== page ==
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- Getting answers from another student(s) – group testing (McKeachie & Svinicki, 2006).
- Notes or resources during testing, i.e., electronic version including calculators, phones, iPod, IMs, text messaging, etc. (McKeachie & Svinicki, 2006).
- Claiming technology problems, lost submissions, etc. (Davis, 2009).
- Hire another person to take or write assessment (Simonson et al., 2006).
- Direct cut-paste method or minor paraphrasing of resources, the latter to avoid detection from plagiarism detention services (McKeachie & Svinicki, 2006; Ko & Rossen, 2001; Simonson et al., 2006).
- Submitted previous work for current assignments (McKeachie & Svinicki, 2006).
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- Spend time at the beginning of the term discussing standards of academic scholarship and conduct (McKeachie & Svinicki, 2006; Ko & Rossen, 2001; Simonson et al., 2006).
- What is the university policy on academic integrity?
- What are the consequences?
- What is cheating?
- When can I work with other students?
- When can I use other resources, i.e., book, web, notes, etc.?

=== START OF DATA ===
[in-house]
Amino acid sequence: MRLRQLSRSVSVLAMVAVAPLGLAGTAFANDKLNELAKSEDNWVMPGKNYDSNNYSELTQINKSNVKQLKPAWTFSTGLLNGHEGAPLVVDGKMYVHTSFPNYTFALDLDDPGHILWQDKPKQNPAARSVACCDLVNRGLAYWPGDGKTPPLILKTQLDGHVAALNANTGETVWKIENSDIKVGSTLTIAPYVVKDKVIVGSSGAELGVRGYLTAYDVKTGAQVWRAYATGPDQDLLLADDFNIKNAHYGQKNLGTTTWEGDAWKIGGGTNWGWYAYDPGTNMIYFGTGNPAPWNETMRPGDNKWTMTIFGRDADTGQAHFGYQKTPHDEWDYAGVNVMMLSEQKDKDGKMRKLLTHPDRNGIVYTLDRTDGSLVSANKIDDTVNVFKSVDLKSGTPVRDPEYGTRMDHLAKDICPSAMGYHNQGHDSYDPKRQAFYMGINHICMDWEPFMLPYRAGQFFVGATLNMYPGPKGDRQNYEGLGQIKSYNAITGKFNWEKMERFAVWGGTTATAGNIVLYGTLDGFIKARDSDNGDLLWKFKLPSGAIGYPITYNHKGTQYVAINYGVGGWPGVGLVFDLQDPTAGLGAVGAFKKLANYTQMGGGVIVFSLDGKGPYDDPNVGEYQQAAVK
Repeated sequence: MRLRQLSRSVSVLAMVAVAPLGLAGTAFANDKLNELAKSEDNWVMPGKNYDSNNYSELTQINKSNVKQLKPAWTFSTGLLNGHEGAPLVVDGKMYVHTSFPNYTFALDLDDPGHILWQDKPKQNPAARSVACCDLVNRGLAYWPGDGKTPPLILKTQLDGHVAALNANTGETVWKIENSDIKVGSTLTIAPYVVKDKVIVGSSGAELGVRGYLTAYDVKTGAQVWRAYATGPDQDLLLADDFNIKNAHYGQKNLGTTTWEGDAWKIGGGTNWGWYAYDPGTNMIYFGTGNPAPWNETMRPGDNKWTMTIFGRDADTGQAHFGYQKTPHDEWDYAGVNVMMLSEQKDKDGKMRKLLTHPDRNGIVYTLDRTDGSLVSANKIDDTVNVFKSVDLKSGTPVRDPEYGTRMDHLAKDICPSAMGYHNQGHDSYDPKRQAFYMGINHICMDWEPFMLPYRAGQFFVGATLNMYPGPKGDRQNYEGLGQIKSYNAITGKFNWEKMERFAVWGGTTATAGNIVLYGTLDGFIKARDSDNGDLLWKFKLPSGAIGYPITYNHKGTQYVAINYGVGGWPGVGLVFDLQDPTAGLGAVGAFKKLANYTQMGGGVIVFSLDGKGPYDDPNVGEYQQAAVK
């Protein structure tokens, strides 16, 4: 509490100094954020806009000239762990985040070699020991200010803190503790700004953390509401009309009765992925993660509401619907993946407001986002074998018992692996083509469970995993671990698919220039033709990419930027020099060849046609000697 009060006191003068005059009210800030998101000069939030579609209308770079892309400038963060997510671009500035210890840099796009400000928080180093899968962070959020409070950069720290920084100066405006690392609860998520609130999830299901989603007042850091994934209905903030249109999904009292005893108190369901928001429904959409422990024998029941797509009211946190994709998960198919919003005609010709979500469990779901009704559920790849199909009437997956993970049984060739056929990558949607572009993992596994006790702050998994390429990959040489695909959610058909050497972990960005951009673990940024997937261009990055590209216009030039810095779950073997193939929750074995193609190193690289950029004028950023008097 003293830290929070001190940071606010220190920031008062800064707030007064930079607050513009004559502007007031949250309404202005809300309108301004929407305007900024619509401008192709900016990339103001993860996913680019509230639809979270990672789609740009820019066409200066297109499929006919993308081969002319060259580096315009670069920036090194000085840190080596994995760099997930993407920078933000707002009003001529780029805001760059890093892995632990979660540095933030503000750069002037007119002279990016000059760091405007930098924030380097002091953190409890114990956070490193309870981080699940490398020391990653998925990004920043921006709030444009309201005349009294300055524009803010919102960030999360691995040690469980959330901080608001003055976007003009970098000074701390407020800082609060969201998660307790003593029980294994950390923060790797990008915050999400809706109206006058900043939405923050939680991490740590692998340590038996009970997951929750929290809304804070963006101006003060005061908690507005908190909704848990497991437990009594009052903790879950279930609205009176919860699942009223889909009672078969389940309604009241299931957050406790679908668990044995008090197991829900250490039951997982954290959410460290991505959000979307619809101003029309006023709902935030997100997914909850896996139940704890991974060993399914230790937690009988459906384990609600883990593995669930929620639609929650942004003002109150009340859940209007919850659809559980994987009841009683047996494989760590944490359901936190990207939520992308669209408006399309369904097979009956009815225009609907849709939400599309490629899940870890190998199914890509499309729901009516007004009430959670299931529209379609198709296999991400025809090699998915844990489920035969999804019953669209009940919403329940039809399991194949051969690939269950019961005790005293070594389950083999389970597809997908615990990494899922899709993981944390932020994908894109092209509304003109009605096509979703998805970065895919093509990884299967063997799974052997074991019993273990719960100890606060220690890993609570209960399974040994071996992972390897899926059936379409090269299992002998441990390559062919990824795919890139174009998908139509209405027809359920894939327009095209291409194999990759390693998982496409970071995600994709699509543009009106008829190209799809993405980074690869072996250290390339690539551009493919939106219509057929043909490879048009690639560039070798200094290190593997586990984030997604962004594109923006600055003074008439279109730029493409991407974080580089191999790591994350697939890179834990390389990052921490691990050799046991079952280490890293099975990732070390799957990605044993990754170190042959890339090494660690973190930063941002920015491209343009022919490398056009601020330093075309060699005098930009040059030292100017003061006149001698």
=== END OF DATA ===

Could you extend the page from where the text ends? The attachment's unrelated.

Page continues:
- What is plagiarism?
- If I paraphrase and don’t include the reference is it still plagiarism?
- Policies can serve as a deterrent in cheating and plagiarism, but it is essential the policies are prevalent throughout the course, i.e., the syllabus, at assessment links, and as a question in each assessment. Additionally, the academic integrity policies should have clear consequences outlined, and the instructor must uphold these consequences to ensure their validity. Provide clear directions of what is and is not acceptable practices. Present your expectations, policy and consequences (both personally and academically whether caught or not) early in the course with confirmation of an academic integrity pledge prior to each assessment (Simonson et al., 2006). Regulation 4.001 - FAU’s Code of Academic Integrity
- Have a clear policy relating to acceptable and unacceptable excuses, and stick to it.
- Due to the unpredictability of technology and the multiple of challenges of other excuses, fraudulent or otherwise, consider a testing/writing grading structure that allows for a missed test/writing assignment. Two options would be a drop grade option for one assessment or a one-time only makeup opportunity at the end of the semester.
- If cheating or plagiarism occurs, respond swiftly with disciplinary measures and formal action (McKeachie & Svinicki, 2006).
- Well managed assessment focused on reasonable amount of covered material with minimal reliance on rote memorization. Consider question rewrites that minimize their reliance on rote memorization (McKeachie & Svinicki, 2006).
- Recognize stress and know your resources. Identify challenged students early and emphasize your willingness to assist and share other student services that are available (McKeachie & Svinicki, 2006). Post information about the Center for Learning and Student Success (CLASS) and outline their services.